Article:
If Graham-Cassidy became law, Maine would lose $1 billion between 2020 and 2026, $2 billion by 2027, and $17 billion by 2037 according to Avalere
Click HERE to read Avalere’s full analysis
Washington, D.C. - Avalere, a respected firm that specializes in health care policy, recently released data showing that Maine would lose billions of dollars in federal funding if the Graham-Cassidy health care bill were to become law. U.S. Senator Susan Collins announced yesterday that she opposed the Graham-Cassidy proposal due to the substantial harm it would cause Mainers.
Avalere’s analysis determined that Maine would lose:
• $1 billion between 2020 and 2026,
• $2 billion by 2027, when the “funding cliff is reached under the revised formula, and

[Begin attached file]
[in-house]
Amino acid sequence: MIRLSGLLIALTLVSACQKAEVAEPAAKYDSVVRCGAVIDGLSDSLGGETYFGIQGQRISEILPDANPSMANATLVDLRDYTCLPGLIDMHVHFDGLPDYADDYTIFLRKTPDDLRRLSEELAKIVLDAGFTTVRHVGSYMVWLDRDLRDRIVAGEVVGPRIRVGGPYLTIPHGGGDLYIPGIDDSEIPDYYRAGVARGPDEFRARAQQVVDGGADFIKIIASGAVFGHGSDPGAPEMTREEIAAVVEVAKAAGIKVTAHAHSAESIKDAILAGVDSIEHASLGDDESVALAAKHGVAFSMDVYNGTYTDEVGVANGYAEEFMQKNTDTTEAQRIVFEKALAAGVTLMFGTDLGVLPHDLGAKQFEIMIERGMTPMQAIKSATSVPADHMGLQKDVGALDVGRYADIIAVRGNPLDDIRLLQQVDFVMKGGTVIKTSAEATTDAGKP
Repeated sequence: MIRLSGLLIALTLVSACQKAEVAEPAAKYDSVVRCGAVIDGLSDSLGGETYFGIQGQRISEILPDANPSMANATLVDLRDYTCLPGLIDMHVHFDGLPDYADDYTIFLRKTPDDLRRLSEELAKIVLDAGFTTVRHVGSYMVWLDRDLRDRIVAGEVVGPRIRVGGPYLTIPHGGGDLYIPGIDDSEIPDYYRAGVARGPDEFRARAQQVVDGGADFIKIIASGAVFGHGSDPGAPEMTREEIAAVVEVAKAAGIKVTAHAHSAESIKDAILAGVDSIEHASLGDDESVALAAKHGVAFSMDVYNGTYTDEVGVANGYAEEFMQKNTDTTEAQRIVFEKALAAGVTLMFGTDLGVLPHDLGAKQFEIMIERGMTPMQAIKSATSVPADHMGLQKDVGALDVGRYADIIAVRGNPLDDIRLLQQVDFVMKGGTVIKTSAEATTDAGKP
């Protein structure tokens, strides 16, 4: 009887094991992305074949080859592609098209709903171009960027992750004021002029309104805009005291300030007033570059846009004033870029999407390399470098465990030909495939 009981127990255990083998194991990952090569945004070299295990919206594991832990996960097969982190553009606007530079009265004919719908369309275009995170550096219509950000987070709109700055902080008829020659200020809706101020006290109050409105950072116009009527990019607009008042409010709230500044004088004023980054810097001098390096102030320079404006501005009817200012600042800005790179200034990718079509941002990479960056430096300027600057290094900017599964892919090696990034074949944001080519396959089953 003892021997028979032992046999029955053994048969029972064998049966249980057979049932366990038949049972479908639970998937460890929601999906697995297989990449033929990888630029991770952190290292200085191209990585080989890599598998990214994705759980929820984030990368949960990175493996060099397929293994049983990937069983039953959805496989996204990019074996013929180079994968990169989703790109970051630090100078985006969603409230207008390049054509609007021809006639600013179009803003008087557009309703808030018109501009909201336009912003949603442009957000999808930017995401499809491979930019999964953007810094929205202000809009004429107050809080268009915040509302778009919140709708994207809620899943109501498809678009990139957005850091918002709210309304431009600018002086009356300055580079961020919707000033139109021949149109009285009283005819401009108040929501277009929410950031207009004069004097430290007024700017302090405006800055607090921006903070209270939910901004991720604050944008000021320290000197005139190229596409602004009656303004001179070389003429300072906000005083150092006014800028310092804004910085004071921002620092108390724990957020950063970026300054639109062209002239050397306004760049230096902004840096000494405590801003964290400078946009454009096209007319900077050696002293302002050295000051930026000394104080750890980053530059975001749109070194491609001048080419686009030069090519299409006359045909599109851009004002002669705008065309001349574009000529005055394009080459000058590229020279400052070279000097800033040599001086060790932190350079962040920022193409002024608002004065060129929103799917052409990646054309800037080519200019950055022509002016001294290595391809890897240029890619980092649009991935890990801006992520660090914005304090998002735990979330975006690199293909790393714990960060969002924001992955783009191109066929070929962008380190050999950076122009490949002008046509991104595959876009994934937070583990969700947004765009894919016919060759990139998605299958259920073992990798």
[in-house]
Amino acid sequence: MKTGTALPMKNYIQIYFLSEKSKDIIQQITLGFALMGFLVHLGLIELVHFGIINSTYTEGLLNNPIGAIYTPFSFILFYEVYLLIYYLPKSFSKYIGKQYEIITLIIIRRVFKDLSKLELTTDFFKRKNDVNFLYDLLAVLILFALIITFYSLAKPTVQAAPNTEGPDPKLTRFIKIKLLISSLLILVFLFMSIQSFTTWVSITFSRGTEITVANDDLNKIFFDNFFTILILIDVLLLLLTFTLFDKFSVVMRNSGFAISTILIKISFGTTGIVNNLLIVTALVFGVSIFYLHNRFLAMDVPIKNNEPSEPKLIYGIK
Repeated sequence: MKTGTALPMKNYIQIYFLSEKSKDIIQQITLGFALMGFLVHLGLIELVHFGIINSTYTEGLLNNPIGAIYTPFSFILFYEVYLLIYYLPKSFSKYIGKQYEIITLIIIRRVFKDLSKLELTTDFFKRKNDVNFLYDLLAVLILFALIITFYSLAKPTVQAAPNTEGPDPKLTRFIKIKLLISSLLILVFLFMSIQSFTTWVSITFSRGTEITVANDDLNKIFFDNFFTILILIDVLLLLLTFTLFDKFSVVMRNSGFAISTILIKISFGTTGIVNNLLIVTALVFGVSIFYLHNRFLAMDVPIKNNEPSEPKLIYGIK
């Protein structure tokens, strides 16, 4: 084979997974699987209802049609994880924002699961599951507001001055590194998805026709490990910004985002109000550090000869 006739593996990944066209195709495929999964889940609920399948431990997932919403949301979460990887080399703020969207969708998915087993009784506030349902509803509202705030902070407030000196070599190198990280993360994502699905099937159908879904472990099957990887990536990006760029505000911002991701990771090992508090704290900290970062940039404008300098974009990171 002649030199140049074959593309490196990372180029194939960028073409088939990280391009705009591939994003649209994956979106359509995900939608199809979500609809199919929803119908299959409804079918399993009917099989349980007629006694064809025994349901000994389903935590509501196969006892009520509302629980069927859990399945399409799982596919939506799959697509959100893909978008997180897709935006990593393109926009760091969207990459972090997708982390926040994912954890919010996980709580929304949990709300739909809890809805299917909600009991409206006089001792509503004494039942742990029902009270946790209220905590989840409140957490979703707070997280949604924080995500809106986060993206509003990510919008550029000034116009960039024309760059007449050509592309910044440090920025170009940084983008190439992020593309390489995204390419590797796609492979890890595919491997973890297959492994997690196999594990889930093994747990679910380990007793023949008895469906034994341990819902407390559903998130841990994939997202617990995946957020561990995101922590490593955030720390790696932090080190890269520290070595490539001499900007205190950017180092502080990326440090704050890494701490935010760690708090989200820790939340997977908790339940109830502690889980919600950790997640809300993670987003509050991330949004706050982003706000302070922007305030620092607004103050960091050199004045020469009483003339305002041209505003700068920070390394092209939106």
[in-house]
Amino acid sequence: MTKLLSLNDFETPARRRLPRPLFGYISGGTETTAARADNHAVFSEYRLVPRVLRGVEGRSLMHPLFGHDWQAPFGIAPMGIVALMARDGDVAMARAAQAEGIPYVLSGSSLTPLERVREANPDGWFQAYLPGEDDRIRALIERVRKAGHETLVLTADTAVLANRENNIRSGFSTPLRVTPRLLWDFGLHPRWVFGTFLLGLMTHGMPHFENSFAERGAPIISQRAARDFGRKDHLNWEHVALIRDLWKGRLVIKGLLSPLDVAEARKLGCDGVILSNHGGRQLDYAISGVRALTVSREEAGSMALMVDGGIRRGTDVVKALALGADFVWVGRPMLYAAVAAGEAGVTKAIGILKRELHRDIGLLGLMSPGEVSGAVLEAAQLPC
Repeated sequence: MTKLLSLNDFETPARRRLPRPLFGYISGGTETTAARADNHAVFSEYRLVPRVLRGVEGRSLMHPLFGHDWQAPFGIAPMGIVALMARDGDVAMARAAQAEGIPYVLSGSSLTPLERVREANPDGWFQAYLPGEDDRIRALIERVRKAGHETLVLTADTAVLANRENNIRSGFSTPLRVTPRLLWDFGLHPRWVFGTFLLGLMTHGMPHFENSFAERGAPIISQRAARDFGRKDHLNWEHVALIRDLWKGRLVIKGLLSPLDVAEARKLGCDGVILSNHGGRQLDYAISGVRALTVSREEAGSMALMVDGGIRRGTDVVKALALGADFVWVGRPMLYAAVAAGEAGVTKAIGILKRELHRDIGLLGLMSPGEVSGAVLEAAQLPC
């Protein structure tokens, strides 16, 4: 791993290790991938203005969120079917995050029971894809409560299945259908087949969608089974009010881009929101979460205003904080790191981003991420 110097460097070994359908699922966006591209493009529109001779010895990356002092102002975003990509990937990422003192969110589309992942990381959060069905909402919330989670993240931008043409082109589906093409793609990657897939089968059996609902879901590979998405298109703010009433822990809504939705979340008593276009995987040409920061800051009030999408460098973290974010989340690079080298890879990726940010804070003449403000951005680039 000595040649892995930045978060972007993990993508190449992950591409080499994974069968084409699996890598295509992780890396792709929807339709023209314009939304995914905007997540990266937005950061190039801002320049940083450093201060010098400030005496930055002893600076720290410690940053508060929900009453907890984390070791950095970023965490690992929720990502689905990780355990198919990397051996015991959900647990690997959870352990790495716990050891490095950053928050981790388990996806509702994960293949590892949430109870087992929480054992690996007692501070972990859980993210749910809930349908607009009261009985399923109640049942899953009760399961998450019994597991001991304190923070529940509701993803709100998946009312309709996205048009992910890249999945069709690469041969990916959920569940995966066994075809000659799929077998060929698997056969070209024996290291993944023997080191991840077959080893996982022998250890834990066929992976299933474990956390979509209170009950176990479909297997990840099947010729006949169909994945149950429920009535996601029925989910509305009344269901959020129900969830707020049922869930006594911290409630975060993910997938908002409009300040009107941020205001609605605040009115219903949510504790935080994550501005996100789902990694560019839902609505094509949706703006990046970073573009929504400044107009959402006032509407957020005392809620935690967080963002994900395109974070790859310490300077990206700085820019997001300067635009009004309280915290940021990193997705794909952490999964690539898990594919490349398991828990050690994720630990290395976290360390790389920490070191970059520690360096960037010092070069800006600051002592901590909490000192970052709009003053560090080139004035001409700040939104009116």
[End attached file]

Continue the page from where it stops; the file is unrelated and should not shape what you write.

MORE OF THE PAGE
• $17 billion by 2037.
The Maine Hospital Association has also cited analysis that shows Maine could lose up to $1 billion over the next decade. This would be a serious loss to Maine where the hospitals, with the exception of the largest hospital in Portland, lost $50 million dollars in the aggregate last year. Some of our hospitals could not survive cuts of this magnitude, thus depriving local residents of easily accessible health care.
“Maine loses money under whichever version of the Graham-Cassidy bill we consider because the bills use what could be described as a ‘give with one hand, take with the other’ distribution model,” said U.S. Senator Susan Collins. “Huge Medicaid cuts down the road more than offset any short-term influx of money. But even more important, if Senators can adjust a funding formula over a weekend to help a single state, they could just as easily adjust that formula in the future to hurt that state. This is simply not the way that we should be approaching an important and complex issue that must be handled thoughtfully and fairly for all Americans.”
Avalere’s full analysis can be found HERE.